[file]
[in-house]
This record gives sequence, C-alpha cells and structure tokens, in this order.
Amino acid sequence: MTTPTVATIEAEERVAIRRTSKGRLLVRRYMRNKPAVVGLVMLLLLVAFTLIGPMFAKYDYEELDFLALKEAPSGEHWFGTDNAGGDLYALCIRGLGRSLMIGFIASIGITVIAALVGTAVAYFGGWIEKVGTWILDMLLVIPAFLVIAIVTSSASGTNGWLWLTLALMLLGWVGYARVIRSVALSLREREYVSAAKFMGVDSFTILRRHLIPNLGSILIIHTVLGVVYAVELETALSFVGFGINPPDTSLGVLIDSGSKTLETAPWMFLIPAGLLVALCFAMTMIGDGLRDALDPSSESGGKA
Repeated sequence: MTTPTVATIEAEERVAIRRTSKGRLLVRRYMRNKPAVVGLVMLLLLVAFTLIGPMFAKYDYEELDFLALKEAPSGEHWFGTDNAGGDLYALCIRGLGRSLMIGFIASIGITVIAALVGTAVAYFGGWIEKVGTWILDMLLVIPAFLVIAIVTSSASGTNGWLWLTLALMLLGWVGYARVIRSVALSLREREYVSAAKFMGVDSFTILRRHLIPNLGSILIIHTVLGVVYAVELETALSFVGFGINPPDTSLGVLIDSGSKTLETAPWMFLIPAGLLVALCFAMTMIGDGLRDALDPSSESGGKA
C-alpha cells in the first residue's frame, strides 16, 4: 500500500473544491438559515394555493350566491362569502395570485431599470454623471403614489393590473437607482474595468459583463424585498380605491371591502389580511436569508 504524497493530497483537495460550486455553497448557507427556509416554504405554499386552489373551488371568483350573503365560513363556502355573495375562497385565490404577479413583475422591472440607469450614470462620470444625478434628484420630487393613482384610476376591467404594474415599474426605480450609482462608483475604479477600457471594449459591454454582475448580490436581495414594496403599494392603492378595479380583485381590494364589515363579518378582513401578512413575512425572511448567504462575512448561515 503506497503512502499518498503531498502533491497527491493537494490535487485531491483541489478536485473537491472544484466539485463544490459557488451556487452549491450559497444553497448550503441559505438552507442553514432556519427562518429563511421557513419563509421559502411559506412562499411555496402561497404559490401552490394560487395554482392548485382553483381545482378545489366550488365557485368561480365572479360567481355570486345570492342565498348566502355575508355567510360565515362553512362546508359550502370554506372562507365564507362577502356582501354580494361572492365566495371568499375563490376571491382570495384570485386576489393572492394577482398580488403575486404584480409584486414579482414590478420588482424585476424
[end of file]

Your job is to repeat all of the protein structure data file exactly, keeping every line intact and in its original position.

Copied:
[in-house]
This record gives sequence, C-alpha cells and structure tokens, in this order.
Amino acid sequence: MTTPTVATIEAEERVAIRRTSKGRLLVRRYMRNKPAVVGLVMLLLLVAFTLIGPMFAKYDYEELDFLALKEAPSGEHWFGTDNAGGDLYALCIRGLGRSLMIGFIASIGITVIAALVGTAVAYFGGWIEKVGTWILDMLLVIPAFLVIAIVTSSASGTNGWLWLTLALMLLGWVGYARVIRSVALSLREREYVSAAKFMGVDSFTILRRHLIPNLGSILIIHTVLGVVYAVELETALSFVGFGINPPDTSLGVLIDSGSKTLETAPWMFLIPAGLLVALCFAMTMIGDGLRDALDPSSESGGKA
Repeated sequence: MTTPTVATIEAEERVAIRRTSKGRLLVRRYMRNKPAVVGLVMLLLLVAFTLIGPMFAKYDYEELDFLALKEAPSGEHWFGTDNAGGDLYALCIRGLGRSLMIGFIASIGITVIAALVGTAVAYFGGWIEKVGTWILDMLLVIPAFLVIAIVTSSASGTNGWLWLTLALMLLGWVGYARVIRSVALSLREREYVSAAKFMGVDSFTILRRHLIPNLGSILIIHTVLGVVYAVELETALSFVGFGINPPDTSLGVLIDSGSKTLETAPWMFLIPAGLLVALCFAMTMIGDGLRDALDPSSESGGKA
C-alpha cells in the first residue's frame, strides 16, 4: 500500500473544491438559515394555493350566491362569502395570485431599470454623471403614489393590473437607482474595468459583463424585498380605491371591502389580511436569508 504524497493530497483537495460550486455553497448557507427556509416554504405554499386552489373551488371568483350573503365560513363556502355573495375562497385565490404577479413583475422591472440607469450614470462620470444625478434628484420630487393613482384610476376591467404594474415599474426605480450609482462608483475604479477600457471594449459591454454582475448580490436581495414594496403599494392603492378595479380583485381590494364589515363579518378582513401578512413575512425572511448567504462575512448561515 503506497503512502499518498503531498502533491497527491493537494490535487485531491483541489478536485473537491472544484466539485463544490459557488451556487452549491450559497444553497448550503441559505438552507442553514432556519427562518429563511421557513419563509421559502411559506412562499411555496402561497404559490401552490394560487395554482392548485382553483381545482378545489366550488365557485368561480365572479360567481355570486345570492342565498348566502355575508355567510360565515362553512362546508359550502370554506372562507365564507362577502356582501354580494361572492365566495371568499375563490376571491382570495384570485386576489393572492394577482398580488403575486404584480409584486414579482414590478420588482424585476424